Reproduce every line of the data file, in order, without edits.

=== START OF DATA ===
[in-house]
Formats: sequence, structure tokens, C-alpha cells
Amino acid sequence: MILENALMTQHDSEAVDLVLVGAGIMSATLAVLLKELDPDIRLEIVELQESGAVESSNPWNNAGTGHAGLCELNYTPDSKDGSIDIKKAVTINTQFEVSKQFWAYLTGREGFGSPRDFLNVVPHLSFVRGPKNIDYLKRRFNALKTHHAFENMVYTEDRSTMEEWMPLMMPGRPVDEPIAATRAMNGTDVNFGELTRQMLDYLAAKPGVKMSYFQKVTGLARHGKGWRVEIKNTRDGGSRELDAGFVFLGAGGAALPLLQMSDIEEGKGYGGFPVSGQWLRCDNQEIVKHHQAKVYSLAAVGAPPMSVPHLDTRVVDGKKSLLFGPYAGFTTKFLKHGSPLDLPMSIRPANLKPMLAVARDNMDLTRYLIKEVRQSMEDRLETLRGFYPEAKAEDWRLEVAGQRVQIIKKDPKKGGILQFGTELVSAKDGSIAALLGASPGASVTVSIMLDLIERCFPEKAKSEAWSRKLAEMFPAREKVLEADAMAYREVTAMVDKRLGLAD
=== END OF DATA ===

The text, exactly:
[in-house]
Formats: sequence, structure tokens, C-alpha cells
Amino acid sequence: MILENALMTQHDSEAVDLVLVGAGIMSATLAVLLKELDPDIRLEIVELQESGAVESSNPWNNAGTGHAGLCELNYTPDSKDGSIDIKKAVTINTQFEVSKQFWAYLTGREGFGSPRDFLNVVPHLSFVRGPKNIDYLKRRFNALKTHHAFENMVYTEDRSTMEEWMPLMMPGRPVDEPIAATRAMNGTDVNFGELTRQMLDYLAAKPGVKMSYFQKVTGLARHGKGWRVEIKNTRDGGSRELDAGFVFLGAGGAALPLLQMSDIEEGKGYGGFPVSGQWLRCDNQEIVKHHQAKVYSLAAVGAPPMSVPHLDTRVVDGKKSLLFGPYAGFTTKFLKHGSPLDLPMSIRPANLKPMLAVARDNMDLTRYLIKEVRQSMEDRLETLRGFYPEAKAEDWRLEVAGQRVQIIKKDPKKGGILQFGTELVSAKDGSIAALLGASPGASVTVSIMLDLIERCFPEKAKSEAWSRKLAEMFPAREKVLEADAMAYREVTAMVDKRLGLAD